1.1.P.414 Principal carer - disputed care arrangements & abduction
If a child is removed from a principal carer's care without legal authority or their consent (for example, child abduction, the child is missing, or a family court order is not being complied with) and the principal carer takes reasonable steps to recover care of the child, the person remains the child’s principal carer during the period of absence. The intention is to allow the person to continue to be treated as a principal carer despite the fact they have lost care of the dependent child, and in certain circumstances, a person can continue to be paid an income support payment as a principal carer if the person continues to take reasonable steps to recover care of the child.
In the event that the person who has removed the child/ren from the principal carer's care, claims PP, JSP (principal carer), YA (other) or SpB their claim to be the principal carer should be rejected IF the principal carer continues to take reasonable steps to seek return of the child/ren. This is because only ONE person can be the principal carer of a particular child.
Act reference: SSAct section 5(15) Principal carer, section 5(17) For the purpose of determining whether a person is the principal carer of a child …, section 5(2) to section (8A) Dependent child …
Policy reference: SS Guide 1.1.D.70 Dependent child
Taking reasonable steps to recover care of child
To be treated as a principal carer during the period of absence, the person MUST take reasonable steps to recover care of the child. Reasonable steps include:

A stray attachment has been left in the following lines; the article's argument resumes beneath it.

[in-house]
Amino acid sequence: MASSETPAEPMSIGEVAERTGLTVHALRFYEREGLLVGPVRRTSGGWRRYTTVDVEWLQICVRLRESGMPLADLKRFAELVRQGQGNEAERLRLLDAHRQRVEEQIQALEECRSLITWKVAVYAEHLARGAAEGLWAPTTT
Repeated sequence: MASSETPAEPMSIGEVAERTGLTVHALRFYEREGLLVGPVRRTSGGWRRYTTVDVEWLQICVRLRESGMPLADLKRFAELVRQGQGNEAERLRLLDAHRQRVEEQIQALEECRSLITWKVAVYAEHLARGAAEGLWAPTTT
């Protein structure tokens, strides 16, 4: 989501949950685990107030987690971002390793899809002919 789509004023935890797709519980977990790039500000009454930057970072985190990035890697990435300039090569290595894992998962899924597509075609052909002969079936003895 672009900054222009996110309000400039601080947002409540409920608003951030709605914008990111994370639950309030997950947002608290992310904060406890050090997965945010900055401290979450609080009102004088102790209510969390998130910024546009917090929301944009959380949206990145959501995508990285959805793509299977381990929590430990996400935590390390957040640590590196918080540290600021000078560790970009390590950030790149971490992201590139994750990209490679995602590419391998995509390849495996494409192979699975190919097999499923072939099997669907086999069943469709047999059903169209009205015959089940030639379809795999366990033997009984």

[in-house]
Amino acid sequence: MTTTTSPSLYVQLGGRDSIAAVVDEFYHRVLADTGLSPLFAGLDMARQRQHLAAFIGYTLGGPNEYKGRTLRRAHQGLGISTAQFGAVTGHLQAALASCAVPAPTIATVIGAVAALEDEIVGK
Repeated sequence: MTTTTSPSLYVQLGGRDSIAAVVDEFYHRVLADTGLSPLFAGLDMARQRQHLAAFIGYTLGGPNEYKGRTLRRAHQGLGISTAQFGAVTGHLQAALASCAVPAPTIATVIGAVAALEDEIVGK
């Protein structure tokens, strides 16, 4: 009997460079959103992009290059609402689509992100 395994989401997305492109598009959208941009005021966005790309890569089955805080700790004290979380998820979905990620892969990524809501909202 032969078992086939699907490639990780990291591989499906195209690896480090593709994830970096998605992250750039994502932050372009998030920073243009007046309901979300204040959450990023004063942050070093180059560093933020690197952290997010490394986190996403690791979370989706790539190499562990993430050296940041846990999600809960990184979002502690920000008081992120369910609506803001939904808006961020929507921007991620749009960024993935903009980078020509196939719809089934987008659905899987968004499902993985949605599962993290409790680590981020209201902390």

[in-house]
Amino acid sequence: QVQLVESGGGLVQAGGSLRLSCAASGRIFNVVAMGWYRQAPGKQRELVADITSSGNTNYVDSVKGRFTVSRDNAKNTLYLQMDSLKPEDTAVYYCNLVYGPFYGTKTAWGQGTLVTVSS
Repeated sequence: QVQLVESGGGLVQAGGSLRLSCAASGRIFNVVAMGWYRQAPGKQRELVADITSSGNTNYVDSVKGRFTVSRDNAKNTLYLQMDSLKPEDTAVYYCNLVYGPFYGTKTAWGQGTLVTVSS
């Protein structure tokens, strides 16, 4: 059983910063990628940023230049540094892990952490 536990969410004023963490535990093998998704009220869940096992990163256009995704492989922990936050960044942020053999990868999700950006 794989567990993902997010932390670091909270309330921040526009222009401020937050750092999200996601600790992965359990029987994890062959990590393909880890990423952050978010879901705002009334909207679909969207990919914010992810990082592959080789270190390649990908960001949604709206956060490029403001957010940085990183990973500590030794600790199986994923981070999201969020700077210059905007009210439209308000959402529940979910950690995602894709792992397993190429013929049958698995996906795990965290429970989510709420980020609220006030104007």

- notifying the police that the child has been taken from care without consent, or
- taking out a recovery order through the court.
During the absence, the principal carer must continue to actively seek return of the child/ren.
Claimants MUST provide evidence that reasonable steps have been taken to recover care of the child. Evidence includes:
- documentation of police or court action, OR
- contact information for the person's legal representative if legal action has not yet commenced. (The legal representative should be contacted to confirm that steps have been taken.)
What is considered reasonable for a person will depend on the circumstances of the case, however, the person MUST take active steps for the recovery of the child. Simply objecting about the loss of care to Services Australia does NOT meet the requirement for taking reasonable steps.
Example: An unknown person abducts a child. The parent notifies the police that the child has been taken. PP can continue to be paid so long as the parent continues to take steps to seek return of the child.
Example: Parent A and Parent B have a parenting order in place. Parent B receives PP for their dependent child. Parent A breaches the order by not returning the child to Parent B and Parent B commences legal action. PP can continue to be paid to Parent B during the legal action.
Note: The commencement of legal action will need to be confirmed either through court documents or contact with Parent B's legal representative.